Review of the sports comedy series Ted Lasso

Pros: An incredible charge of cheerfulness and optimism that the characters of the series radiate; really good humor; playing on the cultural and linguistic differences between the USA and Great Britain; characters are not at all one-dimensional Cons: Many jokes lose their salt in translation; predictable plot Ted Lasso / “Ted Lasso”

Genre Comedy, Sports
Creators Bill Lawrence, Jason Sudeikis
Cast: Jason Sudeikis (Ted Lasso), Hannah Waddingham (Rebecca Welton), Brendan Hunt (Coach Beard), Jeremy Swift (Leslie Higgin), Brett Goldstein (Roy Kent), Phil Dunster (Jamie Tartt), Nick Mohammed (Nate) , Juno Temple (Keely Jones), etc.
Apple TV+ channel
Year of release 2020
Episodes 10
Site IMDb

Ted Lasso is the coach of the US Student League team in American football (did you know that Gridiron football is correct, although North American football is also possible?), who is invited to coach the English Premier League team in normal football. Yes, yes, we know very well that this is basically impossible, without the appropriate license in the UK even schoolchildren will not be allowed to train him, but calm down, this is still a movie, moreover, a comedy. Why the club owners need this will become clear at the end of the first episode, why Ted got involved in this – somewhere in the middle of the season. Ted Lasso gets down to business without even knowing the basic rules of football; moreover, his assistants are a chess coach and an intimidated kitman (an assistant worker responsible for the players’ uniforms and additional equipment). But incredible optimism, the ability to find a common language with people, motivate and guide them, helps Lasso gain authority among the players, team management, journalists and even fans, despite the very mediocre results that his team shows.


Ted Lasso’s cheerfulness and ability to see only the bright side in any situation are quite annoying at first. This is the same vaunted American optimism, raised to an absolute and multiplied by 100. Constantly smiling, making puns and friendly even when openly mocked, Ted Lasso seems like a ridiculous fool, an ideal scapegoat on whom all the club’s problems can be blamed. But the incredible optimism of the coach, behind which, as we learn later, lies pain, will help melt the ice, and by the end of the second episode you will literally fall in love with Ted Lasso, Coach Beard, the ostentatiously stern head of the club Rebecca, the frivolous (this, of course, not so) Keeley, shy Nate, cowardly Higgin, brutal Roy Kent and even selfish Jamie Tartt.


Most of the characters in Ted Lasso are very easy to read and even look primitive, but this is not the case, each of them is not at all what it seems at first glance. Keely is smarter and deeper than you think; Rebecca isn’t evil at all, it’s just how she experiences pain; Nate sees what others don’t; Roy can step over himself if it is necessary for the club; and even team-wrecking Jamie Tartt isn’t as uniquely disgusting as you first think. The merit of Ted Lasso is that he knows how to look under a layer of armor at the person who is hiding there and bring him out. And Ted is always underestimated, and even if he doesn’t know what a corner or offside is, he knows how to make people believe in themselves and give their best.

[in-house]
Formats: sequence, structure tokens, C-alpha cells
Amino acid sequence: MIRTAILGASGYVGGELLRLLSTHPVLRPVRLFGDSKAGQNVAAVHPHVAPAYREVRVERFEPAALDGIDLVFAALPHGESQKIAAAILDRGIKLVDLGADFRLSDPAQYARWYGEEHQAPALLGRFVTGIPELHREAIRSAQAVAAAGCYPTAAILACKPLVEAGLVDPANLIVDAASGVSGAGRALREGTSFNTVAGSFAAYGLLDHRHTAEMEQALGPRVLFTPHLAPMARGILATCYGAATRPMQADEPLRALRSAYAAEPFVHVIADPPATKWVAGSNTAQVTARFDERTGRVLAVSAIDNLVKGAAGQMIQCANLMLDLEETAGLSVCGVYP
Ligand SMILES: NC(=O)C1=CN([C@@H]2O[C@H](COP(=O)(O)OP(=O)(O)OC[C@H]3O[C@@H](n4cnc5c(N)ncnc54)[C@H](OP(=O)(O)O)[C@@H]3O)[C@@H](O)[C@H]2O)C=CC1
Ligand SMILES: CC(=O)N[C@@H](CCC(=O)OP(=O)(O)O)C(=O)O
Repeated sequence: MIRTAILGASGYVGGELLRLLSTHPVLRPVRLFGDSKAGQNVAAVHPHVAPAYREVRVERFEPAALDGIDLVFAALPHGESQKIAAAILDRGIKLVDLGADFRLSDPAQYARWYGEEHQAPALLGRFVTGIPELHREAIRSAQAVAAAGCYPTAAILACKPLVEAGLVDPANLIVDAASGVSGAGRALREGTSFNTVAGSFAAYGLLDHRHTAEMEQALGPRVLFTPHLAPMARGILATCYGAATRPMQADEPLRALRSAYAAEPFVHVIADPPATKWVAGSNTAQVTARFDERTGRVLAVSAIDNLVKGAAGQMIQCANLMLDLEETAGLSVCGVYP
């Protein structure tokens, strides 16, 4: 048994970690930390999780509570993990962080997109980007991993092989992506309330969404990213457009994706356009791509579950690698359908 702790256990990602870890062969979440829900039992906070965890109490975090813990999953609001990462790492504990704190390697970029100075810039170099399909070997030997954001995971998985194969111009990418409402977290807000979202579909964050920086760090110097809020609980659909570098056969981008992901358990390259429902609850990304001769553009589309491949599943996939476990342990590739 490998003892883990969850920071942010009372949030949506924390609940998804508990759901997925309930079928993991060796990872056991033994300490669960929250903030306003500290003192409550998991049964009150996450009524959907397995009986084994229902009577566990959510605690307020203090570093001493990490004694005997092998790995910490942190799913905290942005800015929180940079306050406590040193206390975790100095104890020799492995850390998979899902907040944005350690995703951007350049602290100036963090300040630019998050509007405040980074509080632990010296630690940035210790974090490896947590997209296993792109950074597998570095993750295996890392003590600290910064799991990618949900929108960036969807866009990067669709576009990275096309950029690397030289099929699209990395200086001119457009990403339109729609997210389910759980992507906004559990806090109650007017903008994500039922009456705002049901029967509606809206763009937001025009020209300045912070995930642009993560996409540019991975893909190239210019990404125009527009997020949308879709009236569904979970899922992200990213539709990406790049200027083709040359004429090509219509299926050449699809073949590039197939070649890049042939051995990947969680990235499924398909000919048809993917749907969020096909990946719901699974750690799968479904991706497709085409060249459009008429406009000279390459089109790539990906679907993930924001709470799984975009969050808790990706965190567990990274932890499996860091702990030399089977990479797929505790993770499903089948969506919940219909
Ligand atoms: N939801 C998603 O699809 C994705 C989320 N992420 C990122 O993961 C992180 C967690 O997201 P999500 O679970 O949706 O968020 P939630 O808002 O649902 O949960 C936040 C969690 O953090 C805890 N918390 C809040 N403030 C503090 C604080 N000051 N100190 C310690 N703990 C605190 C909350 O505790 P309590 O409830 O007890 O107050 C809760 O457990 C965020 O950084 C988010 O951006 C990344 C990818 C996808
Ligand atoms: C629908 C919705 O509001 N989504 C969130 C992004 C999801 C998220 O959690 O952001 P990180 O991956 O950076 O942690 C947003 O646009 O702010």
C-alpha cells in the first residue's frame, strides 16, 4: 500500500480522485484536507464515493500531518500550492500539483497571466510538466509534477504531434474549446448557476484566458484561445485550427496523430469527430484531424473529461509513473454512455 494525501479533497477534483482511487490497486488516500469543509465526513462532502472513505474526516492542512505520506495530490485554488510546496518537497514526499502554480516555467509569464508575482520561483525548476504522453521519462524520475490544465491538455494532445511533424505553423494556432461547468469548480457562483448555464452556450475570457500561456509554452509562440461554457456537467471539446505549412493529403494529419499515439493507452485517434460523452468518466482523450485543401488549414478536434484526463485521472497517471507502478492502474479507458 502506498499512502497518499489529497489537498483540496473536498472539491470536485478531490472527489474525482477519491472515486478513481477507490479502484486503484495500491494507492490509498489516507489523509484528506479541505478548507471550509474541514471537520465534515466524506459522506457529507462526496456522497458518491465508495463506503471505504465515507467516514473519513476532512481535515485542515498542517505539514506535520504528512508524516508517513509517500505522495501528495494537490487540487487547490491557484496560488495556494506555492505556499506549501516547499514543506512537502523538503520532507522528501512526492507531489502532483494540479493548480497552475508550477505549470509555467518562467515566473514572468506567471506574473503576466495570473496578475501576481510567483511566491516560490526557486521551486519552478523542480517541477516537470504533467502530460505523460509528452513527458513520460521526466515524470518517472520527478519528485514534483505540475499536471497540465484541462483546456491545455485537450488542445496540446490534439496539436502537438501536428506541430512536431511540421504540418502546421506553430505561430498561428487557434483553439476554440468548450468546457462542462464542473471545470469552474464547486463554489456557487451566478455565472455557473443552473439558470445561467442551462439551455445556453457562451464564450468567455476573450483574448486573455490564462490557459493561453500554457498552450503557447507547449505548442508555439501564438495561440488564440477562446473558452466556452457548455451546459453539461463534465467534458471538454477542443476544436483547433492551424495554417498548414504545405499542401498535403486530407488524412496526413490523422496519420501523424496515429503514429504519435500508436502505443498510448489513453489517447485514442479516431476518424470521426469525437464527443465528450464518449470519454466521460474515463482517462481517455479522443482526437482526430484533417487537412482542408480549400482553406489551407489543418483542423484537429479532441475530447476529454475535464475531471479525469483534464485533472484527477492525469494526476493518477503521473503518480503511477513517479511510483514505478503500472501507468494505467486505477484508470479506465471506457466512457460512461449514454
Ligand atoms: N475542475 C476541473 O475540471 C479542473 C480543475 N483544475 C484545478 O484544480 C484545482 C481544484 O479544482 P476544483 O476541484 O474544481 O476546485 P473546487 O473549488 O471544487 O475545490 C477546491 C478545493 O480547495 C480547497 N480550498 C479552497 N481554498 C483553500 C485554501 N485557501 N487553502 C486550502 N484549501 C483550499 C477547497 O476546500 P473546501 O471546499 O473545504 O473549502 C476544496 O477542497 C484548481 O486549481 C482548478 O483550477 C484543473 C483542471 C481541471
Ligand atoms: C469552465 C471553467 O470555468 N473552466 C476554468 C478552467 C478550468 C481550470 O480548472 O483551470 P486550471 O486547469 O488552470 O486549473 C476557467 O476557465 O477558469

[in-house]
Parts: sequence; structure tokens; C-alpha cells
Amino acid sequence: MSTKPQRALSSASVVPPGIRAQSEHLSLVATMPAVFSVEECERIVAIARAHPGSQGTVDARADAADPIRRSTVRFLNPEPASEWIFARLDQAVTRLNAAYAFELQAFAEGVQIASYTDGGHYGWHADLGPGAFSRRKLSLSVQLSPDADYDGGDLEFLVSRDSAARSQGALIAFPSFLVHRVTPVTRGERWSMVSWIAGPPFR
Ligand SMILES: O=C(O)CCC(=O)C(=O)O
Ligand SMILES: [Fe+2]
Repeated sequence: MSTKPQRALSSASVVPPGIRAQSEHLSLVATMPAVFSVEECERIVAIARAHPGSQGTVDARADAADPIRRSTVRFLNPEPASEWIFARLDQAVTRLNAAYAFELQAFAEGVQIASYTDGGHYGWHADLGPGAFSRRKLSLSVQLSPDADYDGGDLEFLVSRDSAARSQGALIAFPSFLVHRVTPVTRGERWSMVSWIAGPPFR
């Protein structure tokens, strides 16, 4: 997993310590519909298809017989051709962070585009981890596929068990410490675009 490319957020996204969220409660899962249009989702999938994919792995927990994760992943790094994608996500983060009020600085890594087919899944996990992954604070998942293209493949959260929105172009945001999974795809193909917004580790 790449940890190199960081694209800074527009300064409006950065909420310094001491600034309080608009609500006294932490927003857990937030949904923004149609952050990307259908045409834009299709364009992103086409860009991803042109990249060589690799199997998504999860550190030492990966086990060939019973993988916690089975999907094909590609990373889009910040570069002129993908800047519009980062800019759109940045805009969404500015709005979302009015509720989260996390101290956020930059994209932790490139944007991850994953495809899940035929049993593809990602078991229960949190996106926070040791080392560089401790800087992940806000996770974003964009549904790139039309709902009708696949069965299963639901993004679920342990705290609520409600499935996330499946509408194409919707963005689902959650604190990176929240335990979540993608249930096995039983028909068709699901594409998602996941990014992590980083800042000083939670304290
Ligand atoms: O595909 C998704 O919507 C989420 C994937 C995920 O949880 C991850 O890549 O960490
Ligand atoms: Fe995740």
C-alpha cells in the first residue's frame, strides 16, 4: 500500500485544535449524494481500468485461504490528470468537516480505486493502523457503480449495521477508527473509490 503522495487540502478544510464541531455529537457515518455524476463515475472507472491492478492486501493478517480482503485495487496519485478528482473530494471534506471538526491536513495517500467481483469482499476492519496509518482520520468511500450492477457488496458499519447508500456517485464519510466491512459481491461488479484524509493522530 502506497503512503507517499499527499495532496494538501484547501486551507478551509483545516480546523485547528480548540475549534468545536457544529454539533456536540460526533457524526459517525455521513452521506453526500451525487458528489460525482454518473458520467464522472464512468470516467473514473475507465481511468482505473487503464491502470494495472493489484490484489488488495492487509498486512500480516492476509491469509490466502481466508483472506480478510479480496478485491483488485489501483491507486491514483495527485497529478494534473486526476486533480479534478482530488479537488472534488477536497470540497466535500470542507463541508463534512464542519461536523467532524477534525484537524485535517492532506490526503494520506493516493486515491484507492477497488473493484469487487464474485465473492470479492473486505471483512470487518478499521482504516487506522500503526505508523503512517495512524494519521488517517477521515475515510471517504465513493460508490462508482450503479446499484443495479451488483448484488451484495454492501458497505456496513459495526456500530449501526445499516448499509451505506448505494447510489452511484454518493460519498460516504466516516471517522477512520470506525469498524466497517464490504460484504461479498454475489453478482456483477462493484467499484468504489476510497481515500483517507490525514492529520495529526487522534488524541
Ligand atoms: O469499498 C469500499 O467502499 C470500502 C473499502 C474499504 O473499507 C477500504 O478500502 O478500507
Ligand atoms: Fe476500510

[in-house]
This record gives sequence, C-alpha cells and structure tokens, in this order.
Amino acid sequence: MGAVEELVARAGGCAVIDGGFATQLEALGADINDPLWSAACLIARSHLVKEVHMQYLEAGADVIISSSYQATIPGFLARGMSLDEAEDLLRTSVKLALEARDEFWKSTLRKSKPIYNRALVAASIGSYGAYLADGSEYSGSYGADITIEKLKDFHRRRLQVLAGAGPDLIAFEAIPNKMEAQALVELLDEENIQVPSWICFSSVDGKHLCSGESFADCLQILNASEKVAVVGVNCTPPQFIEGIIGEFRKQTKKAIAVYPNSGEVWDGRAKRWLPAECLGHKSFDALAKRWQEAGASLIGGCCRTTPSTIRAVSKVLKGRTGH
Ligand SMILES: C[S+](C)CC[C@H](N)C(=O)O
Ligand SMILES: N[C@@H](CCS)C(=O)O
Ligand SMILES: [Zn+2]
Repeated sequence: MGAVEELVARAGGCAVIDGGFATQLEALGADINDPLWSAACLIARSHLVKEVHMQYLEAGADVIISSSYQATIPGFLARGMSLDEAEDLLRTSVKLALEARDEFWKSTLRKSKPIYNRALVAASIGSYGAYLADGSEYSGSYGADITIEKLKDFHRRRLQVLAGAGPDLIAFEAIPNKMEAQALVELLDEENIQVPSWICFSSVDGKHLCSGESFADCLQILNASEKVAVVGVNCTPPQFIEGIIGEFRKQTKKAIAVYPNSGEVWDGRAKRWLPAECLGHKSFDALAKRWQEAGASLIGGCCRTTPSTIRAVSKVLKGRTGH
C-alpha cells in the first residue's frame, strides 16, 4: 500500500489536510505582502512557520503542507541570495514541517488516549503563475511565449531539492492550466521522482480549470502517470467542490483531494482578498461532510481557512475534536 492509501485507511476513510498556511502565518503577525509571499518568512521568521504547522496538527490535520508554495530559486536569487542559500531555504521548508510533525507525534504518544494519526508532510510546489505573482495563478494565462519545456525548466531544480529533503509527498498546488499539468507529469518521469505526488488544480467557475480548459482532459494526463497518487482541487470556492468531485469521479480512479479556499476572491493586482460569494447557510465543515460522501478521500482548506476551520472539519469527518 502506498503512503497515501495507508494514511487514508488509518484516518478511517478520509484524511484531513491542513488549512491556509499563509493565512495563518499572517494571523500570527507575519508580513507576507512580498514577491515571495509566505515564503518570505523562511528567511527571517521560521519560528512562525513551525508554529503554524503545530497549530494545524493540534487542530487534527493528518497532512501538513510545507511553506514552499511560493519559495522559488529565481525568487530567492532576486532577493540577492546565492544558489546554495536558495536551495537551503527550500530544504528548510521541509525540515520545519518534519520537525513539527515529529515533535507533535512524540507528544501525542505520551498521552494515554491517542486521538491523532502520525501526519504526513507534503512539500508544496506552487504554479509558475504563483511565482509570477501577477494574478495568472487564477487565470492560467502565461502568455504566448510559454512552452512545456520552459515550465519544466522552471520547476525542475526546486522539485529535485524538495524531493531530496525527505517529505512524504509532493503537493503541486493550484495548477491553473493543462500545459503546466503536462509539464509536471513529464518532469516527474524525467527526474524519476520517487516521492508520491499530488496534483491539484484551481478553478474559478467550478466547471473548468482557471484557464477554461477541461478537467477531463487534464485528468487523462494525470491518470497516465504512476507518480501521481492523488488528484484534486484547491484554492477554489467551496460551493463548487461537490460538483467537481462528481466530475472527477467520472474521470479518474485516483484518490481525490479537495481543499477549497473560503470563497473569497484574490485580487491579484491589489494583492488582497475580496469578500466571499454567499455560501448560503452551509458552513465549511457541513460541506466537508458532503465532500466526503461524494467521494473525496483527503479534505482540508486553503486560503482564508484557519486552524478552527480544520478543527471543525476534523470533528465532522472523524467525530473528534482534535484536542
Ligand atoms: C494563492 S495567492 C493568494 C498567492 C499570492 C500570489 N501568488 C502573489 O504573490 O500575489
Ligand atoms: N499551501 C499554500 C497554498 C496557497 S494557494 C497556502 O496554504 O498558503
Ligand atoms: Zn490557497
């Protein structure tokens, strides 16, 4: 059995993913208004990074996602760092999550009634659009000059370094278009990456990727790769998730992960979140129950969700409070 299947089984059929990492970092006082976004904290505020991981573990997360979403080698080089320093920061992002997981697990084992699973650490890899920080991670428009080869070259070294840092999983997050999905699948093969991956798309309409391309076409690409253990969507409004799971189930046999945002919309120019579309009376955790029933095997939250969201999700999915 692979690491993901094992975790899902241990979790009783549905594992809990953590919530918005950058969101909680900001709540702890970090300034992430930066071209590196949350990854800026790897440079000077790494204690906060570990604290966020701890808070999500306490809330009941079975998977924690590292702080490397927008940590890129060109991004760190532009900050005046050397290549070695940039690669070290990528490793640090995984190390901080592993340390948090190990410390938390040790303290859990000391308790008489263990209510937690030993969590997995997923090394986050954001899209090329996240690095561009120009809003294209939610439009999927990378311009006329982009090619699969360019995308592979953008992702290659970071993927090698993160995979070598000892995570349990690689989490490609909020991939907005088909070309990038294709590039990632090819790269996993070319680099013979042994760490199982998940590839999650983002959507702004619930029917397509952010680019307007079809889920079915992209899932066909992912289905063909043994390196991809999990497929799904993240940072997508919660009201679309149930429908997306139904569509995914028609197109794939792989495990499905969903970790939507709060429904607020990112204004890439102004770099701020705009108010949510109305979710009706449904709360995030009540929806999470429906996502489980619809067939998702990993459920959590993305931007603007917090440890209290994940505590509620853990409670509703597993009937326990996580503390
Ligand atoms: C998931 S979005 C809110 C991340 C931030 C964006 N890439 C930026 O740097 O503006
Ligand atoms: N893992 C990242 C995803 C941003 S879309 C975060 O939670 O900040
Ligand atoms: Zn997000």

In general, it seems that Ted Lasso is an adapted game version of some kind of sports-themed anime that is so popular in Japan. For example, Captain Tsubasa or Haikyu!!. Often in anime of this genre, an underdog team in any sport, overcoming difficulties, solving problems of interaction and increasing motivation, achieves victory in a decisive match over its principal opponents. Well, Ted Lasso is tailored exactly according to these patterns. I don’t see anything wrong with this.


One of the creators of the series is Jason Sudeikis, who played the main role in it. An improv comedian and Saturday Night Live regular, he may be familiar to you from Horrible Bosses and We’re the Millers. Actually, the idea for the series goes back to Sudeikis’s old sketches, for which he created Coach Lasso, who jokingly explained the rules of European football to Americans. Well, now Sudeikis will be remembered exclusively as Ted Lasso, this character turned out to be so memorable and bright in the full-length series. So brilliant that Apple renewed Ted Lasso for a second season five days after its premiere. And this despite the fact that there is no cliffhanger in the finale; this is a completely finished story, although it leaves room for continuation.


By and large, the only serious problem with Ted Lasso, besides the incredible predictability (what can you do, the laws of the genre are inexorable) is the translation. The fact is that many of the jokes and puns in the series are based on the differences between American and British English. Naturally, in translation they disappear at best, and at worst they just sound stupid. So once again we recommend watching the series with the original track and subtitles.

There are only ten episodes in the first season of Ted Lasso, and now that they’ve come together (the series aired on Apple TV+ one episode at a time from mid-August to early October), they’re easy to binge in just one day. It looks very easy. Don’t make this mistake, stretch it out for at least a couple of days, this will prolong the therapeutic effect. After all, this series really charges viewers with positive energy and optimism. Ted Lasso is probably the best thing that happened to us in 2020. Don’t miss it.

Review of the sports comedy series Ted Lasso / “Ted Lasso”


The kindest and most optimistic series of 2020

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